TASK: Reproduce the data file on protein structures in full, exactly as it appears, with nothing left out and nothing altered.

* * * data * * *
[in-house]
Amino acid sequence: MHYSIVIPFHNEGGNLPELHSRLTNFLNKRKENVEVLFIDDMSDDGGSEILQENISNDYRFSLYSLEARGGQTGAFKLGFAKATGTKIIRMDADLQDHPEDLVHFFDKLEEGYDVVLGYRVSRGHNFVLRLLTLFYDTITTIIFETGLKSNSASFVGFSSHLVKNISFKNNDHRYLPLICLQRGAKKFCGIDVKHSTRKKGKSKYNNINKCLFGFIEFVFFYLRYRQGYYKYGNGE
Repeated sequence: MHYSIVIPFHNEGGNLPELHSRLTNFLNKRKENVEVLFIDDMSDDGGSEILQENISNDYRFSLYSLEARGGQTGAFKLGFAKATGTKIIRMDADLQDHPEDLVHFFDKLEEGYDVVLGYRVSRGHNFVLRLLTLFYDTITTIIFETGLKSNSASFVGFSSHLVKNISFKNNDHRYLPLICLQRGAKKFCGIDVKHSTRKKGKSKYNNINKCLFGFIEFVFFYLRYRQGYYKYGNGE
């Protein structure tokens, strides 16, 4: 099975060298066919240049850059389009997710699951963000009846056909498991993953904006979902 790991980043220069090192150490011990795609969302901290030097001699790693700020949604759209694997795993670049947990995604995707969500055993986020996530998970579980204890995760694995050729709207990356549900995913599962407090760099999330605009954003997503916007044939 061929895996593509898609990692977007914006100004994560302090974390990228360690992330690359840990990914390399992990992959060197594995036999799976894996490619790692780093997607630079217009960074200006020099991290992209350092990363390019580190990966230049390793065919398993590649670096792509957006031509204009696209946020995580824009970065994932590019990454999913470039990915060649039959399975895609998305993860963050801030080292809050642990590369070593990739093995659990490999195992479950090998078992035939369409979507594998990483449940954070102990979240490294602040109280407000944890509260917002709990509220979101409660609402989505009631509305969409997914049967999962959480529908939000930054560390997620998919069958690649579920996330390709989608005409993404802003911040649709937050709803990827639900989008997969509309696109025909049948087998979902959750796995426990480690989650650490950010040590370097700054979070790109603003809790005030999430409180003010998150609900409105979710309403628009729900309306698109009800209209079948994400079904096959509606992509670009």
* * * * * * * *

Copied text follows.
[in-house]
Amino acid sequence: MHYSIVIPFHNEGGNLPELHSRLTNFLNKRKENVEVLFIDDMSDDGGSEILQENISNDYRFSLYSLEARGGQTGAFKLGFAKATGTKIIRMDADLQDHPEDLVHFFDKLEEGYDVVLGYRVSRGHNFVLRLLTLFYDTITTIIFETGLKSNSASFVGFSSHLVKNISFKNNDHRYLPLICLQRGAKKFCGIDVKHSTRKKGKSKYNNINKCLFGFIEFVFFYLRYRQGYYKYGNGE
Repeated sequence: MHYSIVIPFHNEGGNLPELHSRLTNFLNKRKENVEVLFIDDMSDDGGSEILQENISNDYRFSLYSLEARGGQTGAFKLGFAKATGTKIIRMDADLQDHPEDLVHFFDKLEEGYDVVLGYRVSRGHNFVLRLLTLFYDTITTIIFETGLKSNSASFVGFSSHLVKNISFKNNDHRYLPLICLQRGAKKFCGIDVKHSTRKKGKSKYNNINKCLFGFIEFVFFYLRYRQGYYKYGNGE
């Protein structure tokens, strides 16, 4: 099975060298066919240049850059389009997710699951963000009846056909498991993953904006979902 790991980043220069090192150490011990795609969302901290030097001699790693700020949604759209694997795993670049947990995604995707969500055993986020996530998970579980204890995760694995050729709207990356549900995913599962407090760099999330605009954003997503916007044939 061929895996593509898609990692977007914006100004994560302090974390990228360690992330690359840990990914390399992990992959060197594995036999799976894996490619790692780093997607630079217009960074200006020099991290992209350092990363390019580190990966230049390793065919398993590649670096792509957006031509204009696209946020995580824009970065994932590019990454999913470039990915060649039959399975895609998305993860963050801030080292809050642990590369070593990739093995659990490999195992479950090998078992035939369409979507594998990483449940954070102990979240490294602040109280407000944890509260917002709990509220979101409660609402989505009631509305969409997914049967999962959480529908939000930054560390997620998919069958690649579920996330390709989608005409993404802003911040649709937050709803990827639900989008997969509309696109025909049948087998979902959750796995426990480690989650650490950010040590370097700054979070790109603003809790005030999430409180003010998150609900409105979710309403628009729900309306698109009800209209079948994400079904096959509606992509670009």